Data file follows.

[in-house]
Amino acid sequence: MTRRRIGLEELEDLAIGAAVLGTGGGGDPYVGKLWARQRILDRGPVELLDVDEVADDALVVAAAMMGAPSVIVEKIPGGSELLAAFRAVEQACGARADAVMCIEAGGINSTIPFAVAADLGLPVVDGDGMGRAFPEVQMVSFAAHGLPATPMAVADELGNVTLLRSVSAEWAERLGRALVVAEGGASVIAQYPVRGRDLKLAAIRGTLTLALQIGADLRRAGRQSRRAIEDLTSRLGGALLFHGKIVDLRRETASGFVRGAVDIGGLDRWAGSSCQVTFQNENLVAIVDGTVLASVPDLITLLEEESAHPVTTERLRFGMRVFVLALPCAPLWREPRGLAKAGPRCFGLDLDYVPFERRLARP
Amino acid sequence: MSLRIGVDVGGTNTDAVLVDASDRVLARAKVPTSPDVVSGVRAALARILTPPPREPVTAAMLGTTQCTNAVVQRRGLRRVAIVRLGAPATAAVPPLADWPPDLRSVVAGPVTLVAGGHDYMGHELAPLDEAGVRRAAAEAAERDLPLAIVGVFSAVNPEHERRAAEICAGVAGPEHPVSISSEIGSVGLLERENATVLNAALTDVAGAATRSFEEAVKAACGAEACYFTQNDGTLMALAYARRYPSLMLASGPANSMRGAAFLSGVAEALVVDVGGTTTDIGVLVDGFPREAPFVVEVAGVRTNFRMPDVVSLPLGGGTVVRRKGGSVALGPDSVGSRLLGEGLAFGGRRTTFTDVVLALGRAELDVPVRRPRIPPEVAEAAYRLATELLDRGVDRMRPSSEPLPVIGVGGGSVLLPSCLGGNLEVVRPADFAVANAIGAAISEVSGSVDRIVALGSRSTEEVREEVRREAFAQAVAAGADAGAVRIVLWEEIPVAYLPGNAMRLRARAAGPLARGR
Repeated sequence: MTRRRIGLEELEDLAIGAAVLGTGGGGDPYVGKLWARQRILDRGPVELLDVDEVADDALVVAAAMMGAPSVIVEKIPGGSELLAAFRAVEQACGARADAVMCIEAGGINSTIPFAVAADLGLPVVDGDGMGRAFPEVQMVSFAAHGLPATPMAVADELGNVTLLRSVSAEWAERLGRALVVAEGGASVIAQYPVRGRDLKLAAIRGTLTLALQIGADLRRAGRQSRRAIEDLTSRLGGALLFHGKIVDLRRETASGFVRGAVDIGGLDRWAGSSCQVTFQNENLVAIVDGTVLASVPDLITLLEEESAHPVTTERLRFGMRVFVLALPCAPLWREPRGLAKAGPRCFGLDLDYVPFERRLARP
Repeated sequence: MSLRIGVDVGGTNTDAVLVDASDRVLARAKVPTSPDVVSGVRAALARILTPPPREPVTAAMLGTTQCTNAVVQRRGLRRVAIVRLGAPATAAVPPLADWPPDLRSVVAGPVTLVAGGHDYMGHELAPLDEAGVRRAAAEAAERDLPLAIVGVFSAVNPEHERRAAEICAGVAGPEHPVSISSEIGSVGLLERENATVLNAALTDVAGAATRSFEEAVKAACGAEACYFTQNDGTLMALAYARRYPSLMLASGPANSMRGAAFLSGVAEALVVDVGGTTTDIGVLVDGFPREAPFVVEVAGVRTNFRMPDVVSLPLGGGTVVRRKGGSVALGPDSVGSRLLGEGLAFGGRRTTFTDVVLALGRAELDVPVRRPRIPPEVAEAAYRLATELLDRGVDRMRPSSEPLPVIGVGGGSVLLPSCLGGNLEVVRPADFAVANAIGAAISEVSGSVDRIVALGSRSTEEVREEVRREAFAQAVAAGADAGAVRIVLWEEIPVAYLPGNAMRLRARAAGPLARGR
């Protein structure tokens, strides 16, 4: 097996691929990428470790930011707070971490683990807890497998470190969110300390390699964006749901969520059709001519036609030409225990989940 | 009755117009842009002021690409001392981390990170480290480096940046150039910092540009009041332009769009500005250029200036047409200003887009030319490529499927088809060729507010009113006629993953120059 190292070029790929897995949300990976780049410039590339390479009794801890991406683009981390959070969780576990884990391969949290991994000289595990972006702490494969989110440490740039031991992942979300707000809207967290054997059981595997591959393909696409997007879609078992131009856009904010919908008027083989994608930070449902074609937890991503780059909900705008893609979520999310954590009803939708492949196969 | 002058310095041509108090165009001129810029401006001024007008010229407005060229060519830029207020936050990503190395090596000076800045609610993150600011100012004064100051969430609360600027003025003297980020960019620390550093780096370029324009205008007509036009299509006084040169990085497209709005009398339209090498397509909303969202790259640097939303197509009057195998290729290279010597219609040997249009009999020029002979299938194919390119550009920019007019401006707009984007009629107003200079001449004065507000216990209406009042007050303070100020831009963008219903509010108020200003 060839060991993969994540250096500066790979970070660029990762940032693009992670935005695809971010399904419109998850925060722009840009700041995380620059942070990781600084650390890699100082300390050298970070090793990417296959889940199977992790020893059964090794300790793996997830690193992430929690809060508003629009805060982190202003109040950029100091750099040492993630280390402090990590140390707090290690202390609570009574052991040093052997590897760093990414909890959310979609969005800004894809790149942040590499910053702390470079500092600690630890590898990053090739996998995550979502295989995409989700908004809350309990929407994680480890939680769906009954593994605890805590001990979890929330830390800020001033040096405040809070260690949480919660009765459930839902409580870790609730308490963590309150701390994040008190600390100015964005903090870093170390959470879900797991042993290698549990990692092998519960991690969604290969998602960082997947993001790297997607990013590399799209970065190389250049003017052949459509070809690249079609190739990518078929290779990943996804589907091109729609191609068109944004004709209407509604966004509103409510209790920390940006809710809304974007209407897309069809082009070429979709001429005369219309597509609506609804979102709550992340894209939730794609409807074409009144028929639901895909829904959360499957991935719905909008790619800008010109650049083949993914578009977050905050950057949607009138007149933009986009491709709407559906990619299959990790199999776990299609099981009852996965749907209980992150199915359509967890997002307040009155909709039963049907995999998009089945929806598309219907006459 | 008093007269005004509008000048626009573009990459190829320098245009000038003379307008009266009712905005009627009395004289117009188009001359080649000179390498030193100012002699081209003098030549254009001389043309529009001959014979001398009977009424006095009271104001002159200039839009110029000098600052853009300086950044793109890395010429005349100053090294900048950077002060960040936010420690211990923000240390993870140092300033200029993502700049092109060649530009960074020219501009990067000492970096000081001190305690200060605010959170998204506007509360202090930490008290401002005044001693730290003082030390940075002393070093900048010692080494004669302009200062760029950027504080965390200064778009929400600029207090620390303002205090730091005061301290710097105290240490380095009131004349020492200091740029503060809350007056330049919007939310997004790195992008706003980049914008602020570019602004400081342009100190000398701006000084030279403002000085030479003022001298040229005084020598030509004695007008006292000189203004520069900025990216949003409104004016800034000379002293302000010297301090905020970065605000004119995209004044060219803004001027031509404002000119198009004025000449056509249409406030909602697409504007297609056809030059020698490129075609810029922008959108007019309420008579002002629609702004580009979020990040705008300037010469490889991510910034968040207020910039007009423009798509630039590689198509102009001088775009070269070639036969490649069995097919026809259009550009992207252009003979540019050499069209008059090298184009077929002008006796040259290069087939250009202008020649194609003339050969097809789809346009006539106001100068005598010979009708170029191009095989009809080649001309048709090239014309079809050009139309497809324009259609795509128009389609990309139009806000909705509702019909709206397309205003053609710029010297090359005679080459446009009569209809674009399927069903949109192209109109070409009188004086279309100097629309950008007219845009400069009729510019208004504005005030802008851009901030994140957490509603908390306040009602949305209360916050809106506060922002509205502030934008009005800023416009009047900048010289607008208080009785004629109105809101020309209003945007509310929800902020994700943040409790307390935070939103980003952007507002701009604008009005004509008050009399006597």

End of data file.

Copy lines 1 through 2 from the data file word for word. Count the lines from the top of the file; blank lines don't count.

[in-house]
Amino acid sequence: MTRRRIGLEELEDLAIGAAVLGTGGGGDPYVGKLWARQRILDRGPVELLDVDEVADDALVVAAAMMGAPSVIVEKIPGGSELLAAFRAVEQACGARADAVMCIEAGGINSTIPFAVAADLGLPVVDGDGMGRAFPEVQMVSFAAHGLPATPMAVADELGNVTLLRSVSAEWAERLGRALVVAEGGASVIAQYPVRGRDLKLAAIRGTLTLALQIGADLRRAGRQSRRAIEDLTSRLGGALLFHGKIVDLRRETASGFVRGAVDIGGLDRWAGSSCQVTFQNENLVAIVDGTVLASVPDLITLLEEESAHPVTTERLRFGMRVFVLALPCAPLWREPRGLAKAGPRCFGLDLDYVPFERRLARP